Pre-workout’s are supplements that are taken prior to working out to enhance your workout in a number of different ways. They can help increase energy levels, increase blood flow, increase focus, and increase longevity. Pre-workouts are not for everyone, as some people have reported feeling anxious, itchy, a burning sensation, headaches, cramps, and more. However, these side effects happen in only a small percentage of people who try them. If you’re someone who struggles with energy at the gym, or want that extra boost to power you through your workout, maybe a pre-workout is right for you. Personally, I have been using a pre-workout the majority of the time for the past 10 years. I will usually go through one pre-workout, then take a week or two off, then use a different one next time. This is because like most stimulants, the longer you use the same one the less effect it has on your body. Check with your doctor before using a pre-workout to make sure you can safely use one!
7) Intra-workout supplements
Intra-workout supplements are usually high carb sport drinks with electrolytes. Meant to help maintain energy and intensity in the gym. I’m not sure how I feel about intra-workout supplements to be honest. On one hand, many people swear by them and you’ll see those people carrying around a large jug at the gym with different colored liquids inside. On the other hand, assuming your nutrition is good and you’re eating about 1-2 hours before the gym, there is really no need for one in my opinion. If for whatever reason you’re working out for periods longer than 1 ½ hours at a time, then maybe it could be beneficial. But why in the world would you be working out for more than 1 ½ hours at a time?! If that's the case, get off your cell phone and stop talking to your friends and get to work. You’ll see supplement companies saying that intra-workout supplements are the new best thing, but guess what… they’re really just trying to get more money from your pocket. Eat a damn banana.
8) Post-workout supplements
Post-workout supplementation can be essential to making gains, IF you aren’t able to get home and have a proper meal with good quality lean meats and carbohydrates. Post-workouts are mainly whey protein powders, meant to promote muscle recovery, and BCAA’s (Branched-Chain Amino Acids), meant to help increase muscle retention and maximize fat loss. My recommendation for post-workout supplements are as follows: If you aren’t able to have a proper meal following a workout (within 1-2 hours post workout) then you should supplement with a high protein/high carbohydrate protein shake. However, if you are able to eat a good meal containing both high protein and carbs, the protein shake is completely unnecessary. Whey protein is also beneficial to keep around if you’re ever in a rush and will miss a meal. Just take a shake with you on the road, any time of day! It does not have to be used only following exercise.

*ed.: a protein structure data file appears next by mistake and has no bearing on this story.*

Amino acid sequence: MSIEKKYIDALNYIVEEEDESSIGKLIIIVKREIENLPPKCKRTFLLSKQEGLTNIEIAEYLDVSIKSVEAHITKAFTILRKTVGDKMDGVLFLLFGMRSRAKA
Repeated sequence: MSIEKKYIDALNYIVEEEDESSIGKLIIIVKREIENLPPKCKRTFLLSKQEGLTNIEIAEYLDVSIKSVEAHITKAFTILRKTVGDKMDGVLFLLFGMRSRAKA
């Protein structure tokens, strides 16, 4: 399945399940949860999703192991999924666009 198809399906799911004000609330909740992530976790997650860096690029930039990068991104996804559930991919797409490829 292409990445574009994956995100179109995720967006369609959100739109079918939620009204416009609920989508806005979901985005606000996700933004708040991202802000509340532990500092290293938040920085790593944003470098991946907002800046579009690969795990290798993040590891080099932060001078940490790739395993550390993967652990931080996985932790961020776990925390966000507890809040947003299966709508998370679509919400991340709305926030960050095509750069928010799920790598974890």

9) Whey protein vs. Casein protein
The main difference between whey protein and casein protein is that casein is a slow digesting protein while whey is a fast digesting protein. Clearly each would have its own advantages and disadvantages. Whey Protein is best used around workout time for its fast absorption rate. Casein is best used at night or at a time when you know you will not be able to have a meal for quite some time. But again, neither are absolutely necessary if you already get enough protein (.8-1g per lb of bodyweight) throughout the day!
Creatine is known as one of the only supplements scientifically studied and proven to help build muscle, increase strength and improve performance... and its legal! Creatine aids in the muscle building process by giving your muscles energy when they would have otherwise fatigued. Creatine does definitely work, but should only be considered if your main goal is to get stronger and increase muscle size. Along with the strength gains, creatine can cause you to gain a few pounds of “water weight” which, depending on personal goals, could be a welcome result or a terrifying ordeal. I have personally been taking creatine for quite some time and I can vouch for the fact that it does indeed work. There have been times when I stopped taking it for a month or two and I was not able to lift as much weight as I was while taking it. There have been no common reported negative side effects of creatine to this point, unless you view the extra water weight as a negative side effect. If muscle building and size increase is your goal, I would highly recommend this supplement to you. If you do buy, stick to Creatine Monohydrate. You do not need any of the fancy new types they’re coming out with. Its cheap and it works!
To wrap it all up, supplements can very well be beneficial to all of us helping to ensure we get all the essential vitamins and minerals each day that we might not get through our diet alone. The big 3 that I recommend to absolutely everyone are a multivitamin, fish oil, and protein powder. Beyond that, nothing is absolutely needed, and more than likely will just break your bank. Depending on goals there are some that can be beneficial, such as a pre-workout or creatine. And remember, there are definitely no miracle pills. Eat healthy, work hard, and supplement where needed, the results will follow!
Until next time, keep it healthy!
Brian Lepine CPT